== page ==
Objectives: A review of review-level evidence was conducted to synthesise evidence of effectiveness of interventions to reduce transmission among men who have sex with men (MSM). Methods: A comprehensive search included electronic databases, including MEDLINE, EMBASE, PsycInfo and others, including grey literature resources, were searched, from 2000 to present, hand searches of the reference lists of retrieved documents. Result: Four meta-analyses met the criteria and examined individual-, group- and community-level behavioural interventions. The meta-analyses contained k = 65 primary studies with a cumulative N =~44,000. All meta-analyses (n = 4) that examined unprotected anal intercourse (UAI) found significant effect sizes from interventions compared against no or minimal intervention for reductions in UAI: range 10–43%. There was also consistent evidence of an increased use of condoms during anal intercourse, with group-level interventions being associated with the greatest increases (81%). Greater intervention effects were found among: younger MSM of mean age <30 years compared with mean age>31 years, and interventions which addressed losses rather than gains; however, there was mixed evidence regarding the association between the duration of interventions and reductions in UAI. Conclusions: There was strong and consistent evidence for all levels of interventions being associated with reductions in UAI and increases in condom use. Whilst these data offer high-level evidence for some associated effects of behavioural interventions, the effective duration of interventions remains unclear. The focus on UAI as an outcome measure across reviews offered limited data on the effectiveness of other behavioural strategies, such as serosorting and negotiated safety.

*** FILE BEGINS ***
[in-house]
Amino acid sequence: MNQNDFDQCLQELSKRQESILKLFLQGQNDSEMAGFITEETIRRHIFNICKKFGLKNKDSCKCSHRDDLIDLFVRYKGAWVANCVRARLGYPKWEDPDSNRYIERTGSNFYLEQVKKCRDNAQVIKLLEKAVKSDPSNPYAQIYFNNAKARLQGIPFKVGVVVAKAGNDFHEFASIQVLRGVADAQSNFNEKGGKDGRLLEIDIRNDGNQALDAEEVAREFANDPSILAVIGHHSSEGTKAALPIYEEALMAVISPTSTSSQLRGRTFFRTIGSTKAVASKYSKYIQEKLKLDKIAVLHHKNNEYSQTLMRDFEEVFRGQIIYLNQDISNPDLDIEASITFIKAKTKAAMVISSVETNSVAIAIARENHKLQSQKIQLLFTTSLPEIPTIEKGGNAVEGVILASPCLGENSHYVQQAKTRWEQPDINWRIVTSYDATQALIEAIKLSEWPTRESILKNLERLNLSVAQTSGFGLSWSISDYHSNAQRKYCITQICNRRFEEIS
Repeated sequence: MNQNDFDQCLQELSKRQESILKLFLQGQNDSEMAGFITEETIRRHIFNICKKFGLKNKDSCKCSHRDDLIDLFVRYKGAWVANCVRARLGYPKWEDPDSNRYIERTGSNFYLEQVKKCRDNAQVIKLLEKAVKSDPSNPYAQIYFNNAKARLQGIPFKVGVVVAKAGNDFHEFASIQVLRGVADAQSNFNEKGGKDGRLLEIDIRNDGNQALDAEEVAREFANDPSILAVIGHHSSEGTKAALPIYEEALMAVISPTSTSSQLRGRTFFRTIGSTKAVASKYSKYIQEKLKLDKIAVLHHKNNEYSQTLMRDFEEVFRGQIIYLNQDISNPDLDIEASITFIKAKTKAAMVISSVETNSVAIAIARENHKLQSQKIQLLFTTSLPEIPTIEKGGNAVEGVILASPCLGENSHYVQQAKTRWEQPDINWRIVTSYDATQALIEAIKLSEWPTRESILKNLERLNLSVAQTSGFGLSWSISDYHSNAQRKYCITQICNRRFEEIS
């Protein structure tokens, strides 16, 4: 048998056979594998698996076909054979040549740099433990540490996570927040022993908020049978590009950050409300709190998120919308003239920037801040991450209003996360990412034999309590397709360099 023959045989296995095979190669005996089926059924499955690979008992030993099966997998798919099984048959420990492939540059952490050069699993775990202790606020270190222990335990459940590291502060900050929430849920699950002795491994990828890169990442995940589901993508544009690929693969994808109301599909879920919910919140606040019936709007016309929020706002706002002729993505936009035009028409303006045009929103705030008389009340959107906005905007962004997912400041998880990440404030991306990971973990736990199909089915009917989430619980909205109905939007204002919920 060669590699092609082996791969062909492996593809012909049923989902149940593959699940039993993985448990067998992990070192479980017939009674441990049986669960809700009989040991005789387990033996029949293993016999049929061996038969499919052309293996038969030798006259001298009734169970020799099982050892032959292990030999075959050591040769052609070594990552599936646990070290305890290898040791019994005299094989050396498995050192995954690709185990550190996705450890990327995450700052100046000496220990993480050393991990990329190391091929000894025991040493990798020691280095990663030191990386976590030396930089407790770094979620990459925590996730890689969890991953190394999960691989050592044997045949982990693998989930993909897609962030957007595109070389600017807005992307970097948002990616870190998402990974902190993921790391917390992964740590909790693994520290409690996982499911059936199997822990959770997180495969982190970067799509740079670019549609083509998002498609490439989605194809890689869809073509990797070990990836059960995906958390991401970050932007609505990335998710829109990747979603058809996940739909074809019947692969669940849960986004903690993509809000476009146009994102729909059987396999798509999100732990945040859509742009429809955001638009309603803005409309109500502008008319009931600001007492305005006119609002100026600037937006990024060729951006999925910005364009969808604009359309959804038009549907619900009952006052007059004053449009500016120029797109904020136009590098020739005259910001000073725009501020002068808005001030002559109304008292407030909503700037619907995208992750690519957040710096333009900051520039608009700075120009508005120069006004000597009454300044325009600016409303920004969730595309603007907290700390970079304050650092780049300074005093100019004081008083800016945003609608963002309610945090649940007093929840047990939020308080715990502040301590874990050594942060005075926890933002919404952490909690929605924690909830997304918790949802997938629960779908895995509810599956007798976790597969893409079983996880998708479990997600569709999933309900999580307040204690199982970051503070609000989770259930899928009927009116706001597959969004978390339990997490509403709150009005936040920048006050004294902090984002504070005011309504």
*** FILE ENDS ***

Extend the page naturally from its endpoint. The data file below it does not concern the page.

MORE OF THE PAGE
|Number of pages||1|
|Publication status||Published - 12 Jun 2011|
- unprotected sex
- electronic databases
- behavioural interventions